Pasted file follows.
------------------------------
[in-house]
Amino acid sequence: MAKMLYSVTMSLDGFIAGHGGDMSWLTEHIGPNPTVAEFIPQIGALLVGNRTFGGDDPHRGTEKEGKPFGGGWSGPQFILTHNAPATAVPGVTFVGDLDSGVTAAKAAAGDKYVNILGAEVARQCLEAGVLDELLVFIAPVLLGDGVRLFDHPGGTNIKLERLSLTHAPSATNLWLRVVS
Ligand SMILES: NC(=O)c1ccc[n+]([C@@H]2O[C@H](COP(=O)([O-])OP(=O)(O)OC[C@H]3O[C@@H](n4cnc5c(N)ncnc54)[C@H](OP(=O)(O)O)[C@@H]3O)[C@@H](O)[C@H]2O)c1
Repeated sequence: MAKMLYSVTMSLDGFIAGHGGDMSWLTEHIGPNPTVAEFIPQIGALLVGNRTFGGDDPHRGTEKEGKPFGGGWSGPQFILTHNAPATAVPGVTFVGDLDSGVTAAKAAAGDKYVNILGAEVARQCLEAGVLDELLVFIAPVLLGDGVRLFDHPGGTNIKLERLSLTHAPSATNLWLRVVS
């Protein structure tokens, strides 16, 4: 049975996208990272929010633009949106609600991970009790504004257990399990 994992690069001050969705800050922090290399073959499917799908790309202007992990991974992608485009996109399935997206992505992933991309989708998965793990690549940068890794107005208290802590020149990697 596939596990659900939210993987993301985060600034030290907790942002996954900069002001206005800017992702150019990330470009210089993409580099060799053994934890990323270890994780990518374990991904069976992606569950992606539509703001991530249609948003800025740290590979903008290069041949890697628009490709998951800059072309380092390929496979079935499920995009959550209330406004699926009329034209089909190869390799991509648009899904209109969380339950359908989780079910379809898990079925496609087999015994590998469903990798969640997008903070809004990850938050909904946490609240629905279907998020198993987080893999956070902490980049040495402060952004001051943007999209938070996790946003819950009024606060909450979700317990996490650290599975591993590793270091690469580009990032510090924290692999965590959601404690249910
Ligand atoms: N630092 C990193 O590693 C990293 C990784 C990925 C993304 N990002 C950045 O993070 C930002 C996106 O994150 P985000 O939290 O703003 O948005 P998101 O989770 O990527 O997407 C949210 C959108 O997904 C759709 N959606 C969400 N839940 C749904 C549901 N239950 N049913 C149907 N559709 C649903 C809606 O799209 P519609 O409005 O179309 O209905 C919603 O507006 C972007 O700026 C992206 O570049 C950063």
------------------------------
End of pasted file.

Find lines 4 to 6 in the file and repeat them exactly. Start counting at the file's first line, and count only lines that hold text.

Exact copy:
Repeated sequence: MAKMLYSVTMSLDGFIAGHGGDMSWLTEHIGPNPTVAEFIPQIGALLVGNRTFGGDDPHRGTEKEGKPFGGGWSGPQFILTHNAPATAVPGVTFVGDLDSGVTAAKAAAGDKYVNILGAEVARQCLEAGVLDELLVFIAPVLLGDGVRLFDHPGGTNIKLERLSLTHAPSATNLWLRVVS
């Protein structure tokens, strides 16, 4: 049975996208990272929010633009949106609600991970009790504004257990399990 994992690069001050969705800050922090290399073959499917799908790309202007992990991974992608485009996109399935997206992505992933991309989708998965793990690549940068890794107005208290802590020149990697 596939596990659900939210993987993301985060600034030290907790942002996954900069002001206005800017992702150019990330470009210089993409580099060799053994934890990323270890994780990518374990991904069976992606569950992606539509703001991530249609948003800025740290590979903008290069041949890697628009490709998951800059072309380092390929496979079935499920995009959550209330406004699926009329034209089909190869390799991509648009899904209109969380339950359908989780079910379809898990079925496609087999015994590998469903990798969640997008903070809004990850938050909904946490609240629905279907998020198993987080893999956070902490980049040495402060952004001051943007999209938070996790946003819950009024606060909450979700317990996490650290599975591993590793270091690469580009990032510090924290692999965590959601404690249910
Ligand atoms: N630092 C990193 O590693 C990293 C990784 C990925 C993304 N990002 C950045 O993070 C930002 C996106 O994150 P985000 O939290 O703003 O948005 P998101 O989770 O990527 O997407 C949210 C959108 O997904 C759709 N959606 C969400 N839940 C749904 C549901 N239950 N049913 C149907 N559709 C649903 C809606 O799209 P519609 O409005 O179309 O209905 C919603 O507006 C972007 O700026 C992206 O570049 C950063």